In the early days of the ISIS onslaught in Iraq, there were dozens of Americans hidden among the rag-tag group of Kurdish Peshmerga fighters scattered along winding frontlines in the fight against the terror group.
They were not part of the U.S-led coalition. They were not paid contractors. The U.S. government was not supporting them, and had not authorized them to be there.
“I was traveling to Iraq for an assignment and one day I went to the frontlines and literally ran into an American guy and I was confused. He wasn’t wearing typical U.S camouflage clothing, he just had an AK-47 and said he was volunteering,” filmmaker Sebastiano Tomada told Fox News. “I noticed there were more guys like this one around.”
So who were these Americans bolstering the fight to bring down the Islamic terror group?
Tomada followed several of these western volunteers for two years through the battlefields of Iraq and Syria to bring together the six-part documentary series “Hunting ISIS” – shedding light on their highs and lows, and what drove them to leave their livelihoods in America and take up arms with no pay and no protection in the quest to defeat one of the most brutal terror factions to ever exist.
“Most of these guys were ex-military, veterans who fought in those areas then went back home and were not in the military anymore,” Tomada said. “They saw on the news what was happening in some of these areas where they had fought and said wait a second – we lost friends, brothers, soldiers over there and I feel like I have unfinished business.”
As captured in “Hunting ISIS,” was the volunteers’ often subconscious mission to reignite that irreplaceable bond between brothers in battle, to reignite the life and identity that the U.S Armed Forces had once given them.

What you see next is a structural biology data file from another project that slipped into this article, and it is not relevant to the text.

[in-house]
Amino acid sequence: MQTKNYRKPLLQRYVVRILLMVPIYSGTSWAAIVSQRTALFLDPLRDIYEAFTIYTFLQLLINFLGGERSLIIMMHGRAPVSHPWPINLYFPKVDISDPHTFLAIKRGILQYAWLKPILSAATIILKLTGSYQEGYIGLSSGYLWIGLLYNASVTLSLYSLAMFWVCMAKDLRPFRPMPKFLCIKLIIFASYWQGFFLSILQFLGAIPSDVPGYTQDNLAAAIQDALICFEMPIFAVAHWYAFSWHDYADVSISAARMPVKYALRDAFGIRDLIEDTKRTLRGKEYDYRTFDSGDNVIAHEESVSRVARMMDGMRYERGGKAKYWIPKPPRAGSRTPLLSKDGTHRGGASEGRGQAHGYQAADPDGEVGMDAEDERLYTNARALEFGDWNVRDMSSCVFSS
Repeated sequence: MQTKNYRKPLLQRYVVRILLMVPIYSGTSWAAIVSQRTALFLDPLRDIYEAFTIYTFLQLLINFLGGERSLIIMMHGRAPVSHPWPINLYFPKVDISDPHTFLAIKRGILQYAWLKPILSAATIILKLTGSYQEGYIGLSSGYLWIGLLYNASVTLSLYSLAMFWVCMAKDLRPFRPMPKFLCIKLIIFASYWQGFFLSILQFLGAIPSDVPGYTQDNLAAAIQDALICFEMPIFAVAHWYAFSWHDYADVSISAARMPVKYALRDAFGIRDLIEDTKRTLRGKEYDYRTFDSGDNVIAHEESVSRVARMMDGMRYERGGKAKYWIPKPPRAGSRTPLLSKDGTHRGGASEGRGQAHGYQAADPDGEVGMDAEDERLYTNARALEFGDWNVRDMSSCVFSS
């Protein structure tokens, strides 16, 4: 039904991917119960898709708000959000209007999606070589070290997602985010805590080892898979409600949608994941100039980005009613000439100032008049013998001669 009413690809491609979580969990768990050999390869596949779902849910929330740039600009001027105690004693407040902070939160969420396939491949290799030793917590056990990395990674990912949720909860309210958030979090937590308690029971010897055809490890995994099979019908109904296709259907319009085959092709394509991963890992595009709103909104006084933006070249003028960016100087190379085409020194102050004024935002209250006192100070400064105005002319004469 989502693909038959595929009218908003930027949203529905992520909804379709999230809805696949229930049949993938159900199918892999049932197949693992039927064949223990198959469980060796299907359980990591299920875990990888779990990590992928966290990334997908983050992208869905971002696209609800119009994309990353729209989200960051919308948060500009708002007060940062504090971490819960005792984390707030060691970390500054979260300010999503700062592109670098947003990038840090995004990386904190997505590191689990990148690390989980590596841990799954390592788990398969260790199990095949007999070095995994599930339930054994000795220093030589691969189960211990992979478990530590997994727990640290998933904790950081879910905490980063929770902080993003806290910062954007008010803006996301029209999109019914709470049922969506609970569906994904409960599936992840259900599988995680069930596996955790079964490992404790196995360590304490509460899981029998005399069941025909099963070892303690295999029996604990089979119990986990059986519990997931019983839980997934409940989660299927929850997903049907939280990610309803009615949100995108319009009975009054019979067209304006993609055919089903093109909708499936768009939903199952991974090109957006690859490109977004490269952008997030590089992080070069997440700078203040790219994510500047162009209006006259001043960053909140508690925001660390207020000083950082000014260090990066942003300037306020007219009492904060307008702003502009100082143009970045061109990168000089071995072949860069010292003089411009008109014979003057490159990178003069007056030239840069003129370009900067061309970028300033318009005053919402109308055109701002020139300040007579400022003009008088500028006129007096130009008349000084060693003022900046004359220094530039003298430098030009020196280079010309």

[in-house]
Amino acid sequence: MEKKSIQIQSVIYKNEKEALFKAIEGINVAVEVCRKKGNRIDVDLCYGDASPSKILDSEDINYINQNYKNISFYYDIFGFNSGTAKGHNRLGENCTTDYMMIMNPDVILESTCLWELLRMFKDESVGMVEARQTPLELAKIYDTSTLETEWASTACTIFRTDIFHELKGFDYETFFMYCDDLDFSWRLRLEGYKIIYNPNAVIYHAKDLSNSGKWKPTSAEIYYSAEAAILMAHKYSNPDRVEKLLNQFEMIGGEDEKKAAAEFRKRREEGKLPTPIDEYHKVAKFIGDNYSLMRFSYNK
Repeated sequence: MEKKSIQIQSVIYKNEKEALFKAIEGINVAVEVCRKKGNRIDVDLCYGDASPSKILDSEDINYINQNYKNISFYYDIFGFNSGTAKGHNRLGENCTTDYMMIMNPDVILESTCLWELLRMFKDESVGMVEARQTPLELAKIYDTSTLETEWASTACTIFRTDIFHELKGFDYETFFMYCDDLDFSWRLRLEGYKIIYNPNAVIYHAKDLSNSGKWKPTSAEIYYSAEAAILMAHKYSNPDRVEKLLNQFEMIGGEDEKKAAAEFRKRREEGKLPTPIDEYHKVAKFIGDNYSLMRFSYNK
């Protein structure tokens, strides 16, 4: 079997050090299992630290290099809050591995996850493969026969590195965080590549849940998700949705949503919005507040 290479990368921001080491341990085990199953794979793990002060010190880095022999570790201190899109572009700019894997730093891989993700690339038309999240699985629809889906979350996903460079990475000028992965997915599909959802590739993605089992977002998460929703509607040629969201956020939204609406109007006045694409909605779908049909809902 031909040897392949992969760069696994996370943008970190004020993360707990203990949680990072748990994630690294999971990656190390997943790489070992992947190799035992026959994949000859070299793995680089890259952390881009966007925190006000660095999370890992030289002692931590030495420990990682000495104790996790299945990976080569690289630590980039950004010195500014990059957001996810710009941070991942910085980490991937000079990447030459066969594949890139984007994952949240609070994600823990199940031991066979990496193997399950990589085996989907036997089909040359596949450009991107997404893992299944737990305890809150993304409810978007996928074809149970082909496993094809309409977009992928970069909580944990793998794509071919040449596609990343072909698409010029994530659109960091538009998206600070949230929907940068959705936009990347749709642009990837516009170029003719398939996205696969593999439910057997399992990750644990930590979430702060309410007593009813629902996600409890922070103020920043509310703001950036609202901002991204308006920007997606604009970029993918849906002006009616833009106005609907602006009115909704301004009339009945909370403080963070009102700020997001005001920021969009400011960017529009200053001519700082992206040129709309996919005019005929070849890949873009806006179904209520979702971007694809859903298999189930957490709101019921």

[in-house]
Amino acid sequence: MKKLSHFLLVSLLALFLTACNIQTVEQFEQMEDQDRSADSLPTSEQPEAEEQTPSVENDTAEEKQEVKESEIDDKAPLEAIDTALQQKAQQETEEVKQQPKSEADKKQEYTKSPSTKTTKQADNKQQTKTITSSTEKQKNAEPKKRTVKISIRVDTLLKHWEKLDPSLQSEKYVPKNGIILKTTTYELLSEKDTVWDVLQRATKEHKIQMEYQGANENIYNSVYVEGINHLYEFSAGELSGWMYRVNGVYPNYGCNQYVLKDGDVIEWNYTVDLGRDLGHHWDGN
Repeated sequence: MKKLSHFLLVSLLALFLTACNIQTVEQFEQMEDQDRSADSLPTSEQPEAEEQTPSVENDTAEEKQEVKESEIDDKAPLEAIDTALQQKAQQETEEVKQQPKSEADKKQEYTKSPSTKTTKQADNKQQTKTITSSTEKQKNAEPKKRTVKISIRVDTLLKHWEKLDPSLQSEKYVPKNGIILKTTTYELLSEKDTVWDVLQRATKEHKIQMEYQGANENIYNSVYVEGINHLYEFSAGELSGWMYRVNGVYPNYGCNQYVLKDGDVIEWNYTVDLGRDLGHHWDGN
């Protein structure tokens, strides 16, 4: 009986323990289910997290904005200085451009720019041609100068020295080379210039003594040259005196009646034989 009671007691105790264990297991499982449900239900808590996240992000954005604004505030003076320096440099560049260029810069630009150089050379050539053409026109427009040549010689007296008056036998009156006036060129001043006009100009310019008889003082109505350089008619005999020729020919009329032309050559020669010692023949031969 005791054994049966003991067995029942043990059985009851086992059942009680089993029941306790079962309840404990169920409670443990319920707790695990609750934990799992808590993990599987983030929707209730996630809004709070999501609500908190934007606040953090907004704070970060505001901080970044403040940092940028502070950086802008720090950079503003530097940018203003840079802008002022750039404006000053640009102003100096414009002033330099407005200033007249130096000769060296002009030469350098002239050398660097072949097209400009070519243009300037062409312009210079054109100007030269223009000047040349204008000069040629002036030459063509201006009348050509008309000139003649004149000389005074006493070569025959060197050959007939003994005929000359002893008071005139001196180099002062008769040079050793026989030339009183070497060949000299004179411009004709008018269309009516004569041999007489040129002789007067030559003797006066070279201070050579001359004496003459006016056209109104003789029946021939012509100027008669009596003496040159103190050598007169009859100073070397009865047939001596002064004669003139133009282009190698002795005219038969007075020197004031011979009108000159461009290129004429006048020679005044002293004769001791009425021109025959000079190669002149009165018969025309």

“That is a very interesting, very romanticized relationship that a lot of people don’t get to experience, and it keeps people alive in hard times. You aren’t just fighting against an enemy, you are fighting next to a friend and keeping them alive and they are keeping you alive,” Tomada explained. “It is a great experience, but it is also a very sad experience. A lot of these guys find themselves coming home and have an extremely hard time coping with normal life, they miss their friends who they fought with over there.”
But the combat photographer and moviemaker noted he was somewhat bothered by the number of Western volunteers who traveled to Iraq and Syria with no combat experience - and no real reason to be there.
“A lot were thrill seekers, were just bored, had problems back home,” Tomada lamented. “There were guys that did not join the army or never even carried a weapon… they wanted to experience the adrenalin rush that you see in movies these days. At the end of the day, a lot of these guys were a danger.”
According to the filmmaker, the highest number of deaths among the hundred-plus volunteers were those without prior combat experience.
Tomada also cautioned that while ISIS is almost defeated territorially in Iraq and Syria, squeezed to just a few remaining pockets in the desert, the battle against the broader extremist ideology is far from over.
“They have gotten a big hit, but we have to understand that most of these guys are in hiding mode now. There is definitely going to be an ISIS 2.0 sometime soon I am sure,” he added. “There were also a lot of westerners who actually joined ISIS, and a lot have made their way back. These guys are literally in hiding mode, they are just waiting for an email or a contact to do something.”
“Hunting ISIS” airs on both the History Channel at 10pm ET/PT and Viceland Sunday 10pm ET/PT